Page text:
I guess I have an old soul indeed.

Here we show a 2013  "then and now"  casualty of Eastpointe:

Oakwood Jr. High School,  on the very first day that it was open for class back in
September of 1953.  This was my Jr. High back in the 1970's.  I also worked here
as an adult.

Due to dwindling population,  it was decided that this grand building,  renamed Oakwood Middle School,  was to close after the 2009/2010 school year.  Here is a photo that I took on the very last day Oakwood was open for classes - June 17,  2010.  I tried my best to line it up exactly as the previous picture.

Now,  this next picture is actually pretty sad,  especially for those of us who attended Oakwood and worked here as well:
This is the front of Oakwood from a different angle after most of the building had been razed in the summer of 2012.  Yes,  it was sad.

And now, here is what was built where most of the Oakwood building stood:
I took this photo roughly from the same angle as the first two pics of Oakwood.  

So there you have a few then and now photographs of our fair city,  from horse barns to gas stations.  I suppose as a historian I look at things with a vision of the past and see the changes - both good & bad - that occur over time.  It's interesting to note where we've been,  where we are,  and where we're going...

To learn more of  Eastpointe as it was in the 19th century, please click HERE

~   ~   ~

Thursday, August 9, 2012

The Civil War in Port Sanilac

Okay, so my title is a bit misleading.
No battle during the American Civil War was fought in Port Sanilac (which is in Michigan, located in the thumb portion of our state - hold your right hand out, palm facing toward you. Do you see where the crease of your thumb knuckle is? Yeah, the right side of the crease...that's roughly where Port Sanilac is located - right along Lake Huron. It's wonderful to live in a state where we can just whip out our hand for a state map!).
But we did our best to bring the past to life here in this tiny rural village.
It's unfortunate, however, that, though we almost always get a large contingency of civilians that will attend these smaller events, the military tends to stay away in droves. As you can tell by the photos posted here, there were hardly any soldiers - not nearly enough to make any sort of an extended battle.
My hat is off, however, to the Union and Confederate soldiers that did show up, for they made it worthwhile for the visitors who came to see some guns.
And there was shooting, with musket fire and cannonading - enough to give those watching a hint of what it might have been like 150 years ago.
What is really nice about the Port Sanilac event is that we can do what we want - whatever battle or scenario we decide to do. If we want to include civilians, the historical open-air museum village, or just the battlefield, the choice is up to the participants and not some board.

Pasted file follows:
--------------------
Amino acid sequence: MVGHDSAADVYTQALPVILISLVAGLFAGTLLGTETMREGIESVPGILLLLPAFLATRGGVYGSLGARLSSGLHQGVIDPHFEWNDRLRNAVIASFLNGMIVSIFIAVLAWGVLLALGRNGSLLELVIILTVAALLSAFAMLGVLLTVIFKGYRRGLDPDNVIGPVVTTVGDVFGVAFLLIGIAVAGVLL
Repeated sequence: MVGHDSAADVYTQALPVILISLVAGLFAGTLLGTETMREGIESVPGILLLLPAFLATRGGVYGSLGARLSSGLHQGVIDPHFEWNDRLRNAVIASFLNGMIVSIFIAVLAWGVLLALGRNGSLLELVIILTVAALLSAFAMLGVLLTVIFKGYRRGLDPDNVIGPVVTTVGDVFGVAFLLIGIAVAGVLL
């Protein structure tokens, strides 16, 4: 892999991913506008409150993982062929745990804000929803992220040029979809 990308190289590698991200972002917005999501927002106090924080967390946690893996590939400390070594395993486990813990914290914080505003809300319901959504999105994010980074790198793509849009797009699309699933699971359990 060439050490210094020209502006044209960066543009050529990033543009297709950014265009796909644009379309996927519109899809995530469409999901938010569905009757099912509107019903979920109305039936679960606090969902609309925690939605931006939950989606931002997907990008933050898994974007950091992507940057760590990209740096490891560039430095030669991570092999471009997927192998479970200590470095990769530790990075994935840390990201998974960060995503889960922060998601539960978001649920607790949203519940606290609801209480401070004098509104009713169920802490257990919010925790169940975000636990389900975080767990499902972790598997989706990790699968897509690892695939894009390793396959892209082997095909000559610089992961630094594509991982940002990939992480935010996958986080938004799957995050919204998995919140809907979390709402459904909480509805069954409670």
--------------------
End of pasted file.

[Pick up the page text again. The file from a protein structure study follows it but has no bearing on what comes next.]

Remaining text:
Except for next year: I have something very special in mind for next year...
Anyhow, I'm going to post a few photos here from the Port Sanilac event and let them do most of the talking. After all, it's said that pictures are worth a thousand words:

 We held a period fashion show. Here are just a few of the "latest" fashions for 1862 - - - -
Miss Konrad and Miss Lamkin speak of their clothing
Mr. & Mrs. Samuel Edison spoke of their clothing as well as their young son Thomas.
Rebecca shows her morning wrapper to the audience during the fashion show
Our models spoke of everyday life of the 1860's as well as their clothing.

Stemming from its popularity at last year's Port Sanilac event, we had another shotgun wedding again this year:
This young miss looks on as her "father" found the man who put her in a family way
They will not get away with these handcuffs on!
The preacher is also a surgeon. It was quite the wedding!
The young miss felt only shame in what she did
And soon, to her disbelief, she was a married woman

President Lincoln and Michigan Governor Blair inspects the troops

We also had a battle...
With so few military showing up, it was more of a small skirmish...

No matter the size of the military, the men still put their all into it

...and had a great time.

The public enjoyed it, and that's what counts!
So many fighting men did not make it home...
...except in a pine box.
The new young bride was ever-so-happy that her husband survived the skirmish and ran to him.
Papa looks on and she hugs her man.
The men of the 21st Michigan stand behind the grave markers of Sanilac County men who fought in the Civil War. The grave markers here are representations.
A snake oil salesman made his way through the village selling his cures to ailing people. It worked, as you can see the man "resting" after trying some of Dr. Gagalot's medicine.
Letter writing in camp
Yours truly (with the carpet bag) and a friend

The period church service was wonderful for all attendees
We took some time to visit the 19th century Port Sanilac light house

Here are some of the 21st Michigan members that participated in the Port Sanilac event
And we mustn't forget about our local ghost!

By the way, maybe no actual Civil War battles were fought here in Port Sanilac, but this tiny village does have some interesting stories of its own:
The great storm

See you next time!